infrastructure bill that was passed by the senate. speaker pelosi basically promised a vote on that to members who wanted to vote on that day. but the rest of the house was hoping to be doing the reconciliation piece at the same time. which does not seem. ready what is your understanding of what will happen monday? >> first of all thanks for having me lawrence, my understanding is that the vast majority over 200 democrats in the house want to get joe biden's completely agenda done. and that agenda is the build back better act, as well as the infrastructure bill. and as speaker pelosi has said all along, we are going to do these two bills together, because together they make up the presidents very powerful agenda for the american families. and i think the date, was really a gold. but as you can tell if we have committees meeting on saturday to get things, done and we're still advancing things, the day is less important than what's in the bills. and i think the things that speaker john yarmuth, talked
about the fact that 40 million american families are going to get a task cut, with children through the extension of the child tax credit, the fact that we're lowering calls for american families through prescription drugs, family care, family leave, and so many other. the fact that we're creating 2 million jobs, and tackle climate change, and the fact that this is paid for unlike the tax that are made for the wealthy like donald trump did. completely paid. for let's get those values completely right because it is so important for the american people, and whether it's monday tuesday or wednesday or the following wednesday, we are going to get the two bills done. because democrats believe in this agenda. but that's what's important, what's in the two bills. >> so we had another republican announced today, his support or house member for the bipartisan bill that has been passed by the sudden, kevin mccarthy is trying to get all of the house to vote against it because he believes that passing that enables the democrats to complete the process that you're struggling with now,
which is that reconciliation bill. but is there any possibility that speaker pelosi would go forward, relying on republican votes to pass that bipartisan infrastructure bill? >> again i think we sat down with the president yesterday and his agenda is the two bills. we have said all along that we are going to do these two bills, and we are gonna do it together. because they are twin bills. and that's how we have to get them done. i hope republicans will do something unusual for them. and actually work with us on something. and that would be great if they voted with us. the infrastructure bill and the build back better agenda. but we have to get those two bills completely right. we have the bills marked up through the house, well over 200 people support that. the vast majority of the senate, democrats support that. really just a couple people in the senate, a handful of people in the house that need to come fully on board maybe show us exactly what they want. but we are really gonna get this done, i feel very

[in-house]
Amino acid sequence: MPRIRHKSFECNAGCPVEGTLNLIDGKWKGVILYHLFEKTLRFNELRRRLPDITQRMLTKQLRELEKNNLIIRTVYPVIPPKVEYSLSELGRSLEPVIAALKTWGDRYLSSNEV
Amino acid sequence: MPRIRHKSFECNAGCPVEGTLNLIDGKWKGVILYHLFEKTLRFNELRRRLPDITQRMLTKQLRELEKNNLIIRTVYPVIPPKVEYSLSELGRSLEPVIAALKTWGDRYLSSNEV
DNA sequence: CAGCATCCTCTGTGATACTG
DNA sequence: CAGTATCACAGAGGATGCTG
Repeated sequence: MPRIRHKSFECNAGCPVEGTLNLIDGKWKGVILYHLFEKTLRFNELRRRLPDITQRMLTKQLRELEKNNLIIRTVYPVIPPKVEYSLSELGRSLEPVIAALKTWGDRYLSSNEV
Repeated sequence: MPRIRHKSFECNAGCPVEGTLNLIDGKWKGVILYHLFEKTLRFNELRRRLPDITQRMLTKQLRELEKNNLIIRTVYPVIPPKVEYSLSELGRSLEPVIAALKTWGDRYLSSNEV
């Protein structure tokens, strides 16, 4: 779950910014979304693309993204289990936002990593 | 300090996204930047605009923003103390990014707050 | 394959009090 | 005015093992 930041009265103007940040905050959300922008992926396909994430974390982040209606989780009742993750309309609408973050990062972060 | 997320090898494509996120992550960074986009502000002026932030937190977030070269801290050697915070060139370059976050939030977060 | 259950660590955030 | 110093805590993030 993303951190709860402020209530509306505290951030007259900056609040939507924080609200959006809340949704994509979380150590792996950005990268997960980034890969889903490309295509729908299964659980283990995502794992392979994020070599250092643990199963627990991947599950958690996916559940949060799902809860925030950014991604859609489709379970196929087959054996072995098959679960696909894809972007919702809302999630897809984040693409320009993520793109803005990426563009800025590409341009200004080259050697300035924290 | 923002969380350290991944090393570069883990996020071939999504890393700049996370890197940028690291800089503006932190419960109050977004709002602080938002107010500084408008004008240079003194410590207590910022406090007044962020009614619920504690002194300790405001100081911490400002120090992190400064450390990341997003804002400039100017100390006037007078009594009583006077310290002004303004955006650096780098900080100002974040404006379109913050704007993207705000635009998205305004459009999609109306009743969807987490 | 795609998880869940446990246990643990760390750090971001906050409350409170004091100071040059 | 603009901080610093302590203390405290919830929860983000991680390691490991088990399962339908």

confident about that, and i've been talking to the president yesterday, this is his agenda. he is very engaged on this and this is going to be very important for the people who live back in places like my district, in wisconsin. as a democrat it may not always be pretty to watch the process but our values are really represented in this plan. and i am very confident within the next several weeks that these bills were both get done. >> congressman mark pocan thank you very much for joining, us i really appreciate it. >> absolutely thank. you >> and coming up the results of arizona's fraudit, are said to be released tomorrow.
the democratic leader of the arizona state senate rebecca rios will join us next. s next stereminds her that she has the farmers home policy perk, guaranteed replacement cost. and that her home will be rebuilt, regardless of her limits or if the cost of materials has gone up. (woman) that's really something. (burke) get a whole lot of something with farmers policy perks. wait, i didn't ruin the ending, did i?
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analysis of the votes for president in arizona. analysis which the arizona secretary of state has called a fraud it. joining us now is arizona state senate minority leader, rebecca rio's, she represents maricopa county one. thank you for joining us senator rios. what are you expecting tomorrow? >> i think it's important to lay the groundwork, that this is basically a conspiracy driven process that has been funded to the tune of five point $7 million by trump supporters. this is a complete partisan audit that was done after numerous audits and hand counts show that there was literally no fraud in arizona. i don't have high expectations, though i fully expect for them to continue the grift. to continue the show. this is essentially throwing